What are NFTs and why do they matter? | NTT DATA

Tue, 15 June 2021

What are NFTs and why do they matter?

An NFT (non-fungible token) is a non-fungible digital crypto asset that represents a unique digital, one-of-a-kind item that cannot be replaced or interchanged, duplicated or divided – creating an impressive digital scarcity.

Mainstream cryptocurrencies (such as bitcoin) can be exchanged for other cryptocurrencies or spent on goods, and exactly like a fiat currency, all cryptocurrency tokens of the same type are identical in specification. In other words, they are fungible.

On the other hand, the unique information of a non-fungible token is stored in its smart contract and immutably recorded on a blockchain. Unlike cryptocurrencies, the value of each token is linked to the perceived value of the underlying asset, making it non-interchangeable with other NFTs.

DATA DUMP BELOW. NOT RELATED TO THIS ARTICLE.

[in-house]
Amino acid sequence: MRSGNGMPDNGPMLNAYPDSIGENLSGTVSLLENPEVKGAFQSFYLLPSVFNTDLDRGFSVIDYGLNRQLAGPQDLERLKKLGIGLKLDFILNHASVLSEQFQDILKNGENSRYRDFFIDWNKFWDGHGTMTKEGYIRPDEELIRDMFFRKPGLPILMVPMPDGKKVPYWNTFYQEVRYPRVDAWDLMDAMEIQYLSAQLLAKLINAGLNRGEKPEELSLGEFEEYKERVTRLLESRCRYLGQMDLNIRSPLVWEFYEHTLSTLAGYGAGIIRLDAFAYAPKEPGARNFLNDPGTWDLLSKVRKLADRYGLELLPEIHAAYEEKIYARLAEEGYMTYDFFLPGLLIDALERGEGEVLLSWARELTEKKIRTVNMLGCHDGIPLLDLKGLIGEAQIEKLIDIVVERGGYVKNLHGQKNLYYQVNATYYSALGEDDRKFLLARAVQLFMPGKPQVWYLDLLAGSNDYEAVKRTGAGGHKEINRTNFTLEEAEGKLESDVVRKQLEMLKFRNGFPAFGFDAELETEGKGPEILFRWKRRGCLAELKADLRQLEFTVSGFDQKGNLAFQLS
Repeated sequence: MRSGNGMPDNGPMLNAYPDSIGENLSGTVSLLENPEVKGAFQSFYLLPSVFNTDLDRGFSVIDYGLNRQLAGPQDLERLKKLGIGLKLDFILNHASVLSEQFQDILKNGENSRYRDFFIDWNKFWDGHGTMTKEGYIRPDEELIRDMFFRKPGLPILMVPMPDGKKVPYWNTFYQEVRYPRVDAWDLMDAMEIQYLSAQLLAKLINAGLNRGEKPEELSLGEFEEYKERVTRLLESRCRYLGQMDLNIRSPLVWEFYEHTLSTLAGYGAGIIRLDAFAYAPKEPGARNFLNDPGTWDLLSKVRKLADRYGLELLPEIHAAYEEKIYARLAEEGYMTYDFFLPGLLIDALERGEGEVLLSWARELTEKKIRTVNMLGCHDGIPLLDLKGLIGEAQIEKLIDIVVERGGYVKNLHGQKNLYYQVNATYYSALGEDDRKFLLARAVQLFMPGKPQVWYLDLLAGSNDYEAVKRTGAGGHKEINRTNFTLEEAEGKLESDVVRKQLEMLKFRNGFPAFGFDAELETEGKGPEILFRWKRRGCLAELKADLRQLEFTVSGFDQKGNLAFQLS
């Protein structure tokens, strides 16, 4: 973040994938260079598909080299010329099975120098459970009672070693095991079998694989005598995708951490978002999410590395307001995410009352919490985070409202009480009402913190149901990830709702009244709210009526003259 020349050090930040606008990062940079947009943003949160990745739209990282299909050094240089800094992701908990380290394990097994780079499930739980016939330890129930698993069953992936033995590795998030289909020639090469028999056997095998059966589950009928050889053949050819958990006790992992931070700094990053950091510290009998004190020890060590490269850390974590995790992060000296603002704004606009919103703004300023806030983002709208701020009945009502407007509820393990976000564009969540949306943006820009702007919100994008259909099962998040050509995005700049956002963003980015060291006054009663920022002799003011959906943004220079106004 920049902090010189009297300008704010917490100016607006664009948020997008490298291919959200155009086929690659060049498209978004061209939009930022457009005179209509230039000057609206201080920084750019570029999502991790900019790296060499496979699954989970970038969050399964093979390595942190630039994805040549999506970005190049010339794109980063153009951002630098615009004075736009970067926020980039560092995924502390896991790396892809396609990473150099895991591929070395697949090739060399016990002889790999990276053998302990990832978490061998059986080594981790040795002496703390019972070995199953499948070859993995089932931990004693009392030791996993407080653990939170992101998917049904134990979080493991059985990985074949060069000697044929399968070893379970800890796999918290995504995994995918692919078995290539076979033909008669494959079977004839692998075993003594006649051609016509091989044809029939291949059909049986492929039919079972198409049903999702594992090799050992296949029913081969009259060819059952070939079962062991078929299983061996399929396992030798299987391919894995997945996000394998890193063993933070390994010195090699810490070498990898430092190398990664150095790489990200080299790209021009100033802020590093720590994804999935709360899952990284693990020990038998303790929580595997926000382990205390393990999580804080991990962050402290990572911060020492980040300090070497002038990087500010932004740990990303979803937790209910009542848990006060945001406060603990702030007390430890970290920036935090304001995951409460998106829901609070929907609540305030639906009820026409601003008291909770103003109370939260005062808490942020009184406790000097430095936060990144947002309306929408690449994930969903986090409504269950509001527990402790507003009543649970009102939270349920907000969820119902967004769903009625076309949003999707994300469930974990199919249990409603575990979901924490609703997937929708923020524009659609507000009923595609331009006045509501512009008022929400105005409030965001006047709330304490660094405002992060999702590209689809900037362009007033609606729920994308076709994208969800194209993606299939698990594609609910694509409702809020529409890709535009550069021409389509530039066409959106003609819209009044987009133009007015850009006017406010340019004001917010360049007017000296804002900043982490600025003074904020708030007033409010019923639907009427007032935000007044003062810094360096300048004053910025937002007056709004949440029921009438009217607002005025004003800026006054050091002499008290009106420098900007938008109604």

The non-fungible nature of NFTs has led to some unusual applications of the technology. Recent months have seen digital art soar in popularity – fuelled in large part by NFTs. Earlier this year a New York Times journalist even sold his column (about the rise of NFTs) as an NFT for $560,000.

It would be a mistake, however, for business leaders to dismiss the utility of NFTs as limited solely to representations of digital art.

In fact, Sir Tim Berners-Lee is auctioning his original source code for the web as an NFT. Auctioneers hope that the one-of-a-kind digital artefact will fuel an interest in NFTs beyond artworks, games, and sports memorabilia.

Finance and enterprise applications

There are many potential applications of the NFT model in the financial industry and other enterprise spaces.

Given that NFTs are an indivisible asset class and cannot be split into smaller denominations, they can be used at a fixed price for collateral on bank loans, mortgages, and other debt instruments through smart contracts. Indeed, the significant capital being invested in NFTs has prompted major insurers to begin scoping out opportunities for future insurance products in this area.